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Lower Nicotine Cigarettes May Reduce Addiction

A University of North Carolina Medical School professor says secondhand smoke causes many diseases in children, and exposing them to smoke should therefore be treated as abusive behavior.
A University of North Carolina Medical School professor says secondhand smoke causes many diseases in children, and exposing them to smoke should therefore be treated as abusive behavior.
Very Low Nicotine Cigarettes May Reduce Addiction
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Nicotine is highly addictive. It is also the main reason quitting smoking is so difficult. Now, a new study suggests that selling only cigarettes with very low nicotine levels may actually help people stop smoking.

In some countries, more than 50 percent of all men smoke cigarettes or use another tobacco product. Experts say nearly half of them will die of cancer. That adds up to about 20 billion deaths worldwide so far this century.

A national study shows that if the amount of nicotine in cigarettes is reduced, it might help smokers quit.

For the study, U.S. researchers gathered more than 800 smokers across the country.

Some of the participants were given very low-nicotine cigarettes. They did not know it at the time. The other participants smoked their usual brand of cigarettes. The study took six weeks.

The participants who used their usual cigarettes smoked between 22 and 21 cigarettes per day. Participants who smoked cigarettes containing much less nicotine smoked just 14 to 16 cigarettes a day.

Smokers who got the lower nicotine cigarettes did not feel the usual withdrawal symptoms. Some of them even went on to quit smoking entirely.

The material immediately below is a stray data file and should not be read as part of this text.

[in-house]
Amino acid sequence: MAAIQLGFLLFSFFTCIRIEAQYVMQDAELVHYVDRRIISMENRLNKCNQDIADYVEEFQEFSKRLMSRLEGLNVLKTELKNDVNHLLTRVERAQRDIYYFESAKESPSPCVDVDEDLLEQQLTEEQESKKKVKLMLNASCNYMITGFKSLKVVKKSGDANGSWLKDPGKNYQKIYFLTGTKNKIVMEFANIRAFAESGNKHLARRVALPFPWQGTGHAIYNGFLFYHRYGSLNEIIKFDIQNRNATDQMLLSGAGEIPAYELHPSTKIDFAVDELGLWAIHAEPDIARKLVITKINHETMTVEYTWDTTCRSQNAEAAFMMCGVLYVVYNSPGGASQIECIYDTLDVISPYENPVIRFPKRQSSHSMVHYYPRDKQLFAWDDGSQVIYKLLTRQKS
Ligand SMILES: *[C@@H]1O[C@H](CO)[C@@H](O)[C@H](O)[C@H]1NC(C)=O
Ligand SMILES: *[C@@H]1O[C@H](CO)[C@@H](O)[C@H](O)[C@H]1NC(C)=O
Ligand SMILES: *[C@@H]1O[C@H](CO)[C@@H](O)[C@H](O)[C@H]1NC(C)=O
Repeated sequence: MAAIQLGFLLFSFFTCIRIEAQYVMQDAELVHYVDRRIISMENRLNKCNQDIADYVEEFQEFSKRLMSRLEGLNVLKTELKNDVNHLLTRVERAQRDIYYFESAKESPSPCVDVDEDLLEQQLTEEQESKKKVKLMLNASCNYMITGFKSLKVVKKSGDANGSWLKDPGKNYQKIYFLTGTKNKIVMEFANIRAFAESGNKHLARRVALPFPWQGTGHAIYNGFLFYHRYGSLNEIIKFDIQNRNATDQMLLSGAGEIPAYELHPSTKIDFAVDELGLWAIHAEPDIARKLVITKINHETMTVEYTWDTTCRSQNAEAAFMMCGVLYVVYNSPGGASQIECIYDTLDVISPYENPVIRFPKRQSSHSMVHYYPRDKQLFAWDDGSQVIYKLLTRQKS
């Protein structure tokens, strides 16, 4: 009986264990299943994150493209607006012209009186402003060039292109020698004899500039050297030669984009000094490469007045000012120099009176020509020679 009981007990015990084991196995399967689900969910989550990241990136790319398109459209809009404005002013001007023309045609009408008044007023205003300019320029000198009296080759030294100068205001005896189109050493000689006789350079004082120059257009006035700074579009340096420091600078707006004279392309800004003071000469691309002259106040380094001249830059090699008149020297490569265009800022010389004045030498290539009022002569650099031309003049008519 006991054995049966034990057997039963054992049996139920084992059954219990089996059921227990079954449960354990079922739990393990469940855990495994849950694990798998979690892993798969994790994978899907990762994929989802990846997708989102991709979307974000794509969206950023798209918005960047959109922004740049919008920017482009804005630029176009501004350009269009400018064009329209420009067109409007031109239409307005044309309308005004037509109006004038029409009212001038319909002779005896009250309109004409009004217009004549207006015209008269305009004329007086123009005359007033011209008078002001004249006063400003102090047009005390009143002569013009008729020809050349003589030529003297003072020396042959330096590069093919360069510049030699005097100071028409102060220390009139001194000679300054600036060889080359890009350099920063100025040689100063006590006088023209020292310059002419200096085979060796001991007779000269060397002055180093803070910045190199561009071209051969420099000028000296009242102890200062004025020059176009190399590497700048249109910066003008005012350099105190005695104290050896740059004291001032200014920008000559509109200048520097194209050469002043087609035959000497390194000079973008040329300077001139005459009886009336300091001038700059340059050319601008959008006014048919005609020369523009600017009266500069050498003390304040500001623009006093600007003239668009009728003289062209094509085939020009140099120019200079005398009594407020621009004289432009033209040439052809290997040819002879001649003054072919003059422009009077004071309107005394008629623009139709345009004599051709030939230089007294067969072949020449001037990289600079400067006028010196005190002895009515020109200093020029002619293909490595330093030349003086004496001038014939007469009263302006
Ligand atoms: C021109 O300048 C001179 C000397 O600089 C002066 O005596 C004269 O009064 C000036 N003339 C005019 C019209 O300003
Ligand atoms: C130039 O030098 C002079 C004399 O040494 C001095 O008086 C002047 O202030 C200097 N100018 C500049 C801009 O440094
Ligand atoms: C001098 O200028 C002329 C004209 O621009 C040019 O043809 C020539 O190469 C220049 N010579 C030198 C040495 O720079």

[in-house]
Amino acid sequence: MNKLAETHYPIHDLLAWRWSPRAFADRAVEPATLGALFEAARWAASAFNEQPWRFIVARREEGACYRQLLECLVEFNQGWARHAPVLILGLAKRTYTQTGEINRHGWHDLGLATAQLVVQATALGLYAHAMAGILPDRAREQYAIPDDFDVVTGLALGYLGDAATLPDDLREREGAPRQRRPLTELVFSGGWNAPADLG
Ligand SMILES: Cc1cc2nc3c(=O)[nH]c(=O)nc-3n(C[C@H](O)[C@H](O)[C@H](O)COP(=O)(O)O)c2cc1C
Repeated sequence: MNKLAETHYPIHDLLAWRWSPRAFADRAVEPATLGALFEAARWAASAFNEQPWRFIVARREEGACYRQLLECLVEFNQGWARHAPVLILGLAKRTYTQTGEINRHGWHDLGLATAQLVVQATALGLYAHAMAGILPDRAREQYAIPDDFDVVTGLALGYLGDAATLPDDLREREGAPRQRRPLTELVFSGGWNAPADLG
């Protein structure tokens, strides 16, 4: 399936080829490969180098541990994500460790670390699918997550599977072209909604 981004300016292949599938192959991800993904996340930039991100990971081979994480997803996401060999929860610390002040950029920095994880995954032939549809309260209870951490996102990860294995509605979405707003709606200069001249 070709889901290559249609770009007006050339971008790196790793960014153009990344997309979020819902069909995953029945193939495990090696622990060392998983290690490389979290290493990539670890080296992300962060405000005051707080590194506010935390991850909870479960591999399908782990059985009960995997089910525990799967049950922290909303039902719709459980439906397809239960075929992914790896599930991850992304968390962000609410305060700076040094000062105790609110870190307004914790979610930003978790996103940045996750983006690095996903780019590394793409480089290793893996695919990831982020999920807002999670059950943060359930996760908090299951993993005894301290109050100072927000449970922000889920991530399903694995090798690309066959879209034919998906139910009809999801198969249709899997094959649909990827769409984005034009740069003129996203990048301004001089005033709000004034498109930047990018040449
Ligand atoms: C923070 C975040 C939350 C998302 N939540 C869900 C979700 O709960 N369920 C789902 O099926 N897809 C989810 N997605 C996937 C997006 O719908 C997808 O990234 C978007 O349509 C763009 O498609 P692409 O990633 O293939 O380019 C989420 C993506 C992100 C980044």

An article in the New England Journal of Medicine makes the case for regulating nicotine as a way to help people quit smoking. Tobacco researcher Michael Fiore was not involved in the study, but he wrote an article in the journal.

"Way back in 1976, an early and famous tobacco researcher said the following: People smoke for the nicotine but they die from the tar.' And that tar results from burning tobacco. Thus if we could somehow disassociate these two, and wean people off deadly tar, then we could prevent tens of millions of deaths over time."

David Tinkelman is Medical Director of Health Initiatives at National Jewish Health in Denver, Colorado. He finds it interesting-- the idea of marketing cigarettes with very low nicotine.

But he notes that cigarette replacements have not reduced nicotine addiction or tobacco use. Cigarette replacements include electronic or e-cigarettes, in which smokers inhale water vapor containing nicotine.

"There are many studies which show that e-cigarettes, which deliver nicotine, don't actually help a lot of people break their addiction to tobacco or help people get off of cigarettes. What happens is they switch addictions. They are just taking it a different way."

Both Mr. Tinkelman and Mr. Fiore agree. They say more studies are needed to show whether low nicotine cigarettes help smokers kick the habit.

In 2009, U.S. President Barack Obama signed a law regulating nicotine. It permitted regulators to require that only cigarettes with very low nicotine levels can be sold in the United States.

However, the U.S. Food and Drug Administration has yet to act on that law.

I’m Anne Ball.

Jessica Berman reported this story. Marsha James adapted it into Learning English. Ashley Thompson was the editor.

Do you smoke? Do you think lower-nicotine cigarettes would help you quit? Tell us in the comments below or on our Facebook group.


Words in This Story

nicotine – n. the poisonous substance in tobacco that makes it difficult for people to stop smoking

fraction n. a small portion of something

disassociate – v. disconnect or separate

wean offphrasal verb - to make someone or something stop doing or using something